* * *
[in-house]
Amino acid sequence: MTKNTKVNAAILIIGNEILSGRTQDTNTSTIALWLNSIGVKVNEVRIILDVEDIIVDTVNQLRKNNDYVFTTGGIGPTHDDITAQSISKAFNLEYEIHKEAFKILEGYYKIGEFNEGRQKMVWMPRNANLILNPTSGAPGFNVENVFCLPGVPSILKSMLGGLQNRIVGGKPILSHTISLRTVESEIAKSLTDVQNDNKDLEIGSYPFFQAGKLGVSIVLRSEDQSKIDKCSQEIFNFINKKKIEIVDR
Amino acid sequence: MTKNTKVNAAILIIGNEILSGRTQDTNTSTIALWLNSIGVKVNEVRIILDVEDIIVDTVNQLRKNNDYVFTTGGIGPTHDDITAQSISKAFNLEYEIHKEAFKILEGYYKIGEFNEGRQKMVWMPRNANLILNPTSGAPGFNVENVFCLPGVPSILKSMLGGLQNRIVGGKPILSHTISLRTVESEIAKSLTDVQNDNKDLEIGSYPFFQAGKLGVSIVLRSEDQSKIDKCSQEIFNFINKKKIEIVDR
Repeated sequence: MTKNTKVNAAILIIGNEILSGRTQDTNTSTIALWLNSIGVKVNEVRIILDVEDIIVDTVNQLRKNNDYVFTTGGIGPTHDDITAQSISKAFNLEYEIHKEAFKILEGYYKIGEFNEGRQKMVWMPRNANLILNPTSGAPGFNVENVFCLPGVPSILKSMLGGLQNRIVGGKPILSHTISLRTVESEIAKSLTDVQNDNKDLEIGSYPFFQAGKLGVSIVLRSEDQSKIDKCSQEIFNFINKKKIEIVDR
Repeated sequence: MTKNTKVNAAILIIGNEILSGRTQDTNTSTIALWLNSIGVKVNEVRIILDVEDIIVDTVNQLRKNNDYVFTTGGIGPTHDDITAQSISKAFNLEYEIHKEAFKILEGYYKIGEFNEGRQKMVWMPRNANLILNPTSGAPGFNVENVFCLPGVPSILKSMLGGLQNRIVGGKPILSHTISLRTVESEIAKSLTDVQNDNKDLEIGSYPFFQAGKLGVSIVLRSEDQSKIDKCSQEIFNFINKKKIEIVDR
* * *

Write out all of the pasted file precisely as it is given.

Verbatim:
[in-house]
Amino acid sequence: MTKNTKVNAAILIIGNEILSGRTQDTNTSTIALWLNSIGVKVNEVRIILDVEDIIVDTVNQLRKNNDYVFTTGGIGPTHDDITAQSISKAFNLEYEIHKEAFKILEGYYKIGEFNEGRQKMVWMPRNANLILNPTSGAPGFNVENVFCLPGVPSILKSMLGGLQNRIVGGKPILSHTISLRTVESEIAKSLTDVQNDNKDLEIGSYPFFQAGKLGVSIVLRSEDQSKIDKCSQEIFNFINKKKIEIVDR
Amino acid sequence: MTKNTKVNAAILIIGNEILSGRTQDTNTSTIALWLNSIGVKVNEVRIILDVEDIIVDTVNQLRKNNDYVFTTGGIGPTHDDITAQSISKAFNLEYEIHKEAFKILEGYYKIGEFNEGRQKMVWMPRNANLILNPTSGAPGFNVENVFCLPGVPSILKSMLGGLQNRIVGGKPILSHTISLRTVESEIAKSLTDVQNDNKDLEIGSYPFFQAGKLGVSIVLRSEDQSKIDKCSQEIFNFINKKKIEIVDR
Repeated sequence: MTKNTKVNAAILIIGNEILSGRTQDTNTSTIALWLNSIGVKVNEVRIILDVEDIIVDTVNQLRKNNDYVFTTGGIGPTHDDITAQSISKAFNLEYEIHKEAFKILEGYYKIGEFNEGRQKMVWMPRNANLILNPTSGAPGFNVENVFCLPGVPSILKSMLGGLQNRIVGGKPILSHTISLRTVESEIAKSLTDVQNDNKDLEIGSYPFFQAGKLGVSIVLRSEDQSKIDKCSQEIFNFINKKKIEIVDR
Repeated sequence: MTKNTKVNAAILIIGNEILSGRTQDTNTSTIALWLNSIGVKVNEVRIILDVEDIIVDTVNQLRKNNDYVFTTGGIGPTHDDITAQSISKAFNLEYEIHKEAFKILEGYYKIGEFNEGRQKMVWMPRNANLILNPTSGAPGFNVENVFCLPGVPSILKSMLGGLQNRIVGGKPILSHTISLRTVESEIAKSLTDVQNDNKDLEIGSYPFFQAGKLGVSIVLRSEDQSKIDKCSQEIFNFINKKKIEIVDR